ViperBots sends seven teams to next competitions

11503 Hyperfang getting ready for competition.

Submitted by Cade Cuddy

11503 Hyperfang getting ready for competition.

Codi Farmer, Staff Reporter

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ViperBots Robotics competed at their League Championship competition Feb. 2 and left with a total of 12 awards to add to their collection. There are four teams advancing to the Alamo Regional competition in early March and two teams that are Wildcard Qualifiers. The advancing teams are 6299 QuadX, 7161 Hydra, 4545 Ouroboros, 4546 Snakebyte, 12596 Copperhead, 7161 Hydra, and 6209 Venom.

“There are different advancement slots for robot performance,” sophomore Sophie Polidoro said. “The top ten robots advance to Alamo. There’s also award-based, so first second and third place in different awards based on community outreach, engineering, evolution, design and motivation can all advance to different competitions as well.”

Polidoro is a Project Manager for her team, 12596 Copperhead. Being a PM means that she oversees the team as a whole. Every team has their own project manager, including QuadX’s PM, junior Rebecca Bates.

“I organize our two weekly meetings and throughout the week I make sure that people know what they’re supposed to be doing and if they finish that I give them new tasks,” Bates said. “I keep track of the whole idea of what we’re trying to reach in the end so we can get there in a timely manner.”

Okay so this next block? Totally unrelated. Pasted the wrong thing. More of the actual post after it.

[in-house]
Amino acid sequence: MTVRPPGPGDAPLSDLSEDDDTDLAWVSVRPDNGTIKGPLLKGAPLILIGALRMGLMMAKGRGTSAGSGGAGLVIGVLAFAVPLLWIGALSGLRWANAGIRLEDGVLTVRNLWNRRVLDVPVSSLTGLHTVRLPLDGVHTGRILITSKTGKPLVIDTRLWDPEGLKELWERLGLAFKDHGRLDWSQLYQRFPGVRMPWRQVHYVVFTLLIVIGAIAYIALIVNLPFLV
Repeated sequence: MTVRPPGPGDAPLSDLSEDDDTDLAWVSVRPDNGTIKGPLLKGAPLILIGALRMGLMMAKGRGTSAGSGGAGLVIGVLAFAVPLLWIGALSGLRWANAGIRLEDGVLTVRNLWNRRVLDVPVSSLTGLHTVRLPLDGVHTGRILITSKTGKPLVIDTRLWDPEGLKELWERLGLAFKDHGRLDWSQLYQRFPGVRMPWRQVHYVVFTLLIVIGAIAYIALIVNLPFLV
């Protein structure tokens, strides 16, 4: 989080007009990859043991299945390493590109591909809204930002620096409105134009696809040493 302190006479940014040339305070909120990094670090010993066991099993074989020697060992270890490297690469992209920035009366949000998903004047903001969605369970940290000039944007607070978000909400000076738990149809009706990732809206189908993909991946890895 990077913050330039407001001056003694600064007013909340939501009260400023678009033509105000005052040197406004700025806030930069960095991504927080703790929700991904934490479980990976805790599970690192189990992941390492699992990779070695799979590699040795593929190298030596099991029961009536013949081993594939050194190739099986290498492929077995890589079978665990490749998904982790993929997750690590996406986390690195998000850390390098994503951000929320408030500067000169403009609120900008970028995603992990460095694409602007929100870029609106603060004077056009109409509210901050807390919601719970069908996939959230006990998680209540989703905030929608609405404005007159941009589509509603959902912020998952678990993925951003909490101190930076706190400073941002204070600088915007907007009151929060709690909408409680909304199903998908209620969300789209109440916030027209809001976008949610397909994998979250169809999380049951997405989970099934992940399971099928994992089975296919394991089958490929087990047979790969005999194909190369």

All teams are preparing diligently for their next competition, coming into school at 7:30 a.m. and staying as late as 7 p.m..

“We really worked hard on the robot, but we focused the most on judging because we knew that was the safer play for advancing to regionals,” Hydra PM and senior Will Gunawan said. “We practiced our speeches and all that stuff a lot. The reason why we lost [the robot portion] was because we were a bit slow with putting minerals into the lander, so were trying to make that process faster.”

Many teams face problems with speed as well as the robot breaking down. In competition, the robots smash into each other, so they usually suffer some damage. ViperBots sponsor Irad Allen said that many of the students are primarily striving to make their robots faster, stronger and overall better than they were before.

“[The teams are] frantically trying to prepare,” Allen said. “They’re all spending a lot of time in judging practice, but some teams are making changes to their robots making them faster, more efficient, more reliable.”

Each team is different. Represented by their own ID number, name, color, symbols, and team dynamics. Allen said that the robot room brings them all together in a family, but in competition, they are all competing against each other.

“[The teams] each have their own identity,” Allen said. “They each build their own robots independently of everyone else. They each do their own outreach, they do everything, the designs, the building. It’s eight completely separate autonomous teams, but we all come together in the robot room to support each other.”

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